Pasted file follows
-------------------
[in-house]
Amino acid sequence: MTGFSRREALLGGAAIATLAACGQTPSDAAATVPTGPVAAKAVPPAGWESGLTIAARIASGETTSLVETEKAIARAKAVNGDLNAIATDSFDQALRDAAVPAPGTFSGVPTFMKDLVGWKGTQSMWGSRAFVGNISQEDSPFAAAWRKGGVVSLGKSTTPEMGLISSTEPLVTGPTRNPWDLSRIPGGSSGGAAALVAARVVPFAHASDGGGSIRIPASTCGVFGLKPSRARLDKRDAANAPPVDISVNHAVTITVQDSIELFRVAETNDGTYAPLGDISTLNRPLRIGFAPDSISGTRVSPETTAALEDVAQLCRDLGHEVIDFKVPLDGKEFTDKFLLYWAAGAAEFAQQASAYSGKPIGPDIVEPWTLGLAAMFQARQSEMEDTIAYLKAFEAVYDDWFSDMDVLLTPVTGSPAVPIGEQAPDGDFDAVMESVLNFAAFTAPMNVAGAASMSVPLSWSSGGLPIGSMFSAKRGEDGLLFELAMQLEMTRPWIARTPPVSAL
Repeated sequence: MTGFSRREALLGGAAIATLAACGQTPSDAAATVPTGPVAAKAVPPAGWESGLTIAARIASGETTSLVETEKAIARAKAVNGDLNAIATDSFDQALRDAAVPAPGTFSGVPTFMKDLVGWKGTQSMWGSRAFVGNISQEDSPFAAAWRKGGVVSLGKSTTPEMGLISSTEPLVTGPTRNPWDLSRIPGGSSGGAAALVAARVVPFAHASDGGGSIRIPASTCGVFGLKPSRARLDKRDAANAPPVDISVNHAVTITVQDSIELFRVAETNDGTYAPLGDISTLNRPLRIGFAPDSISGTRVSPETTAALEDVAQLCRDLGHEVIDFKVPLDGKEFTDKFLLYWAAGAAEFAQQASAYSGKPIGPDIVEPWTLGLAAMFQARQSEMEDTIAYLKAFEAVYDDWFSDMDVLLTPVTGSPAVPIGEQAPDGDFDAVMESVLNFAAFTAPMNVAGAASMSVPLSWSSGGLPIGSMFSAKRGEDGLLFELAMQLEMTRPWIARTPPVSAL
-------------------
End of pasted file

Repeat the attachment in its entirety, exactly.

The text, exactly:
[in-house]
Amino acid sequence: MTGFSRREALLGGAAIATLAACGQTPSDAAATVPTGPVAAKAVPPAGWESGLTIAARIASGETTSLVETEKAIARAKAVNGDLNAIATDSFDQALRDAAVPAPGTFSGVPTFMKDLVGWKGTQSMWGSRAFVGNISQEDSPFAAAWRKGGVVSLGKSTTPEMGLISSTEPLVTGPTRNPWDLSRIPGGSSGGAAALVAARVVPFAHASDGGGSIRIPASTCGVFGLKPSRARLDKRDAANAPPVDISVNHAVTITVQDSIELFRVAETNDGTYAPLGDISTLNRPLRIGFAPDSISGTRVSPETTAALEDVAQLCRDLGHEVIDFKVPLDGKEFTDKFLLYWAAGAAEFAQQASAYSGKPIGPDIVEPWTLGLAAMFQARQSEMEDTIAYLKAFEAVYDDWFSDMDVLLTPVTGSPAVPIGEQAPDGDFDAVMESVLNFAAFTAPMNVAGAASMSVPLSWSSGGLPIGSMFSAKRGEDGLLFELAMQLEMTRPWIARTPPVSAL
Repeated sequence: MTGFSRREALLGGAAIATLAACGQTPSDAAATVPTGPVAAKAVPPAGWESGLTIAARIASGETTSLVETEKAIARAKAVNGDLNAIATDSFDQALRDAAVPAPGTFSGVPTFMKDLVGWKGTQSMWGSRAFVGNISQEDSPFAAAWRKGGVVSLGKSTTPEMGLISSTEPLVTGPTRNPWDLSRIPGGSSGGAAALVAARVVPFAHASDGGGSIRIPASTCGVFGLKPSRARLDKRDAANAPPVDISVNHAVTITVQDSIELFRVAETNDGTYAPLGDISTLNRPLRIGFAPDSISGTRVSPETTAALEDVAQLCRDLGHEVIDFKVPLDGKEFTDKFLLYWAAGAAEFAQQASAYSGKPIGPDIVEPWTLGLAAMFQARQSEMEDTIAYLKAFEAVYDDWFSDMDVLLTPVTGSPAVPIGEQAPDGDFDAVMESVLNFAAFTAPMNVAGAASMSVPLSWSSGGLPIGSMFSAKRGEDGLLFELAMQLEMTRPWIARTPPVSAL